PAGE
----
The family decides that Dogbird should go live with Grandma. Grandma is thrilled with Dogbird. She renames him Bluey, and he even learns a few phrases. Not only is Bluey a wonderful companion, but because of his barking, he is an excellent guardbird.
Cooper thought this book was terrific. She liked the illustrations (by Tony Ross). She was nervous when the dogs knocked over Dogbird’s cage, and even more so when the wild birds were attacking Dogbird. She was glad the book had a happy ending and Dogbird/Bluey ended up with a new name and someone who loved him.
This month’s book is That Quail, Robert by Margaret Stanger.Cape Cod, 1962 – on finding an abandoned quail egg, Thomas and Mildred Kienzle bring it home. After washing and disinfecting it, they leave it on a counter as a decoration. Soon, Robert the quail emerges and becomes a cherished member of the family. The book is written by Margaret Stanger, their neighbor and quail sitter.
Robert’s antics and personality make her a local and later, national celebrity. Thousands of people would visit the Kienzle’s to meet Robert. From swallowing one of Mildred’s diamonds to taking a bath in the broccoli and cream sauce at a dinner party, Robert is always entertaining. Cooper thought this book was sweet and charming and thinks that we should adopt a quail or two. Her favorite part of the book was when Robert proved she was female by laying an egg.
This month’s book is Night Outside by Patricia Wrightson.After their father throws (!!) their pet budgie out the window, Anne and James go out into the dark to search for him. Along the way they meet the strange and unusual people of the night. The most interesting character of the book was William, a blue and yellow budgie (of course). The people of the night introduce the children to the concept of eternity and the here and now. The children do find William and are reunited with their father, who comes out to search for them. This was an unusual story and very philosophical for a children’s book. Cooper wasn’t sure she “got it”, but was happy that William wasn’t eaten by the cat lady’s numerous stray cats. It was a little up in the air whether William would eventually go home with the children. Cooper hopes not, as she was not a fan of the father.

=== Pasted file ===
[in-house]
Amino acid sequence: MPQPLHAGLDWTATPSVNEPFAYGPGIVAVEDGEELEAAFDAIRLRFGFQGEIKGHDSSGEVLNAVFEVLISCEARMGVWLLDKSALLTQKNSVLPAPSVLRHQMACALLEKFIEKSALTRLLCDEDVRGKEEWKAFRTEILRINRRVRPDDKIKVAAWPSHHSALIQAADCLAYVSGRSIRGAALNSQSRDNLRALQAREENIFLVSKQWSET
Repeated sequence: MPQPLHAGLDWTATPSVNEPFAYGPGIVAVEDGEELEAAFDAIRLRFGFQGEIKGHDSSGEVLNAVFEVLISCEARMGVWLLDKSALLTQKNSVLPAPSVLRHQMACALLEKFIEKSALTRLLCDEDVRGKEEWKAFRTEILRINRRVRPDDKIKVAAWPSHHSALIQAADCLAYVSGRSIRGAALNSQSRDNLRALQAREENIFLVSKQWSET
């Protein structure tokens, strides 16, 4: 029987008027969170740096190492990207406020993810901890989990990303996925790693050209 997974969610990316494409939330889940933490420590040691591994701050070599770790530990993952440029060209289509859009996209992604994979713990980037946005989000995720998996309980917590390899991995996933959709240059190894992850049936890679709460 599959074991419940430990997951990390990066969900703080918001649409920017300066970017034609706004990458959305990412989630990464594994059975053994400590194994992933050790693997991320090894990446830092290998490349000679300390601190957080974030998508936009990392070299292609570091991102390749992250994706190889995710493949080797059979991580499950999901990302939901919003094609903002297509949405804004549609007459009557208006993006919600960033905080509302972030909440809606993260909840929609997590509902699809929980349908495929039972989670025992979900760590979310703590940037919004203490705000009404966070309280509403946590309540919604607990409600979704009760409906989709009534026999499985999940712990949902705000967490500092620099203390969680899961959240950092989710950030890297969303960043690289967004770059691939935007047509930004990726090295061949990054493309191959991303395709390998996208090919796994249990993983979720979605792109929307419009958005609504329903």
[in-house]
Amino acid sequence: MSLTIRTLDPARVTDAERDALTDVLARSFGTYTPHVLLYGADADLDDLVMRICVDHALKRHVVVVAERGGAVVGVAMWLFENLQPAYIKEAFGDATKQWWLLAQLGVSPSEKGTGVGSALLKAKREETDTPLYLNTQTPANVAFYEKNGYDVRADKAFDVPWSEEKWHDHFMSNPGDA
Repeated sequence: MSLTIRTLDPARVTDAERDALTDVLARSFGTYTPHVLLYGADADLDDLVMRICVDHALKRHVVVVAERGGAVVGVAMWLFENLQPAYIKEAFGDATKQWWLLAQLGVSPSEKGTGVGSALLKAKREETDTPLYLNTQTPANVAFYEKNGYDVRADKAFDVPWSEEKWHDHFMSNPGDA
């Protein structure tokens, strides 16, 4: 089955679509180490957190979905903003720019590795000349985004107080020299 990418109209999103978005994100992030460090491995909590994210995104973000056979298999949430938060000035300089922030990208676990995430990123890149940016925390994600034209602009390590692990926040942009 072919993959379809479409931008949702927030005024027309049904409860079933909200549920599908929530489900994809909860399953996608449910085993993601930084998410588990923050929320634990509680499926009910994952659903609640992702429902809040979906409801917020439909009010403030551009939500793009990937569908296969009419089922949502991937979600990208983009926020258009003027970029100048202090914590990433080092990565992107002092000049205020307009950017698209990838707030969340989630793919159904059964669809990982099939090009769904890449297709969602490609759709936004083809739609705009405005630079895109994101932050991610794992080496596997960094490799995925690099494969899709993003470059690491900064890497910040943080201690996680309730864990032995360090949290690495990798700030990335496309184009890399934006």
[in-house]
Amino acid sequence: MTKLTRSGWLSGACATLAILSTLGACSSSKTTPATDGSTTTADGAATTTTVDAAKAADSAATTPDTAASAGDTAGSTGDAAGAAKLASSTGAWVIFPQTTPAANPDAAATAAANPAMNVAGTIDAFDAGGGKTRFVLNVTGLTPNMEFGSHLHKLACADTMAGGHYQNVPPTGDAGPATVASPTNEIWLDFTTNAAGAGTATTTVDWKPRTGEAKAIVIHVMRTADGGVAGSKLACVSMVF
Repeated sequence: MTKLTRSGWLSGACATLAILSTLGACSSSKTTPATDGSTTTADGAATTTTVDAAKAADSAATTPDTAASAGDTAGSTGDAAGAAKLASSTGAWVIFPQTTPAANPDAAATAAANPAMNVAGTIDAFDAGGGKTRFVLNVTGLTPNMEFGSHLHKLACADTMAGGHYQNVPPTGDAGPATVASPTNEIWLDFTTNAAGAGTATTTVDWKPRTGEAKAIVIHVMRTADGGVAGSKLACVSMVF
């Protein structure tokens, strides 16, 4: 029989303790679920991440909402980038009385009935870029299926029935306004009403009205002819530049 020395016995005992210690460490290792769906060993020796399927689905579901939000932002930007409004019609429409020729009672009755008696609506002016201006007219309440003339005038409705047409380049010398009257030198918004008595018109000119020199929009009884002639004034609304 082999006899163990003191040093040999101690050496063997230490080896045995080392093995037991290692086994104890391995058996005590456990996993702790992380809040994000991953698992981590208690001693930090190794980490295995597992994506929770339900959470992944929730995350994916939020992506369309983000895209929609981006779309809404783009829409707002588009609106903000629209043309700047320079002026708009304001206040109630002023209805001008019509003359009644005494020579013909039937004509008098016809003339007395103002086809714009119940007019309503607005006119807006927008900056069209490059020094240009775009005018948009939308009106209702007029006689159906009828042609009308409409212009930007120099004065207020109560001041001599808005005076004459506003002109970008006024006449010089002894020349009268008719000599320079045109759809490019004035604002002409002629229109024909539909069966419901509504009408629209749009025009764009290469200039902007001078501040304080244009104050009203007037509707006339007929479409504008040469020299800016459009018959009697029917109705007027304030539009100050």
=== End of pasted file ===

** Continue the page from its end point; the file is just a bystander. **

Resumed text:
This month’s book is Bluebird by Bob Staake.
Told solely through pictures, this book is about the friendship between a lonely boy and a bluebird.
A bluebird notices the isolation of a young boy at school. Befriending him, the two spend the afternoon together. But their fun ends when they encounter a group of bullies in the park. Sadly, the bluebird loses its life in defending the boy. The story has an uplifting end, though, when a colorful flock of birds lifts the boy and the spirit of the bluebird into the clouds to say goodbye.
Cooper enjoyed this book (which was named one of the best books of 2013 by Publisher’s Weekly, Barnes and Noble and American Bookseller’s Association). She loved that the hero of the book was a bluebird, but was sad when it sacrificed its life. She hopes that the boy was worth it.